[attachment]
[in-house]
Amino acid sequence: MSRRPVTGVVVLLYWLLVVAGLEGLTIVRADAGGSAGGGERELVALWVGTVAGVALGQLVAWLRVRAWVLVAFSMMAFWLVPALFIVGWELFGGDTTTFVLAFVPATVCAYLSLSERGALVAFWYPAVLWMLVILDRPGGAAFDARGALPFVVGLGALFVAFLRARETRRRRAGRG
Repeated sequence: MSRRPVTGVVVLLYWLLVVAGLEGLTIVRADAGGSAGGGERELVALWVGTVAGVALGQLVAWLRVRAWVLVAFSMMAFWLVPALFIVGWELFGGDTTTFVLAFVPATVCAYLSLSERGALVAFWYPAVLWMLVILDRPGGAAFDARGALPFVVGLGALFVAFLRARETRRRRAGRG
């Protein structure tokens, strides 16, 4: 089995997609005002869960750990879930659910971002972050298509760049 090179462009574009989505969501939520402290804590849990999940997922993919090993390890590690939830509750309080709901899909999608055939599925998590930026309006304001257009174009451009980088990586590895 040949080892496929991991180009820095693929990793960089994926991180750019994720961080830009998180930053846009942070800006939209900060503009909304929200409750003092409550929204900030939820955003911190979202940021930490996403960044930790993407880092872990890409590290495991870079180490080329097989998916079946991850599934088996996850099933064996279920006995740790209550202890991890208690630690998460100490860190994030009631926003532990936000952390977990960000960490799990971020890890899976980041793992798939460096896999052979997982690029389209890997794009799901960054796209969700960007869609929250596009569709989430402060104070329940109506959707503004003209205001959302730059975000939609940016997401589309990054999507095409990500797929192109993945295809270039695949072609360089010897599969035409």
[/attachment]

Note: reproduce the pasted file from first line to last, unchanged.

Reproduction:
[in-house]
Amino acid sequence: MSRRPVTGVVVLLYWLLVVAGLEGLTIVRADAGGSAGGGERELVALWVGTVAGVALGQLVAWLRVRAWVLVAFSMMAFWLVPALFIVGWELFGGDTTTFVLAFVPATVCAYLSLSERGALVAFWYPAVLWMLVILDRPGGAAFDARGALPFVVGLGALFVAFLRARETRRRRAGRG
Repeated sequence: MSRRPVTGVVVLLYWLLVVAGLEGLTIVRADAGGSAGGGERELVALWVGTVAGVALGQLVAWLRVRAWVLVAFSMMAFWLVPALFIVGWELFGGDTTTFVLAFVPATVCAYLSLSERGALVAFWYPAVLWMLVILDRPGGAAFDARGALPFVVGLGALFVAFLRARETRRRRAGRG
């Protein structure tokens, strides 16, 4: 089995997609005002869960750990879930659910971002972050298509760049 090179462009574009989505969501939520402290804590849990999940997922993919090993390890590690939830509750309080709901899909999608055939599925998590930026309006304001257009174009451009980088990586590895 040949080892496929991991180009820095693929990793960089994926991180750019994720961080830009998180930053846009942070800006939209900060503009909304929200409750003092409550929204900030939820955003911190979202940021930490996403960044930790993407880092872990890409590290495991870079180490080329097989998916079946991850599934088996996850099933064996279920006995740790209550202890991890208690630690998460100490860190994030009631926003532990936000952390977990960000960490799990971020890890899976980041793992798939460096896999052979997982690029389209890997794009799901960054796209969700960007869609929250596009569709989430402060104070329940109506959707503004003209205001959302730059975000939609940016997401589309990054999507095409990500797929192109993945295809270039695949072609360089010897599969035409």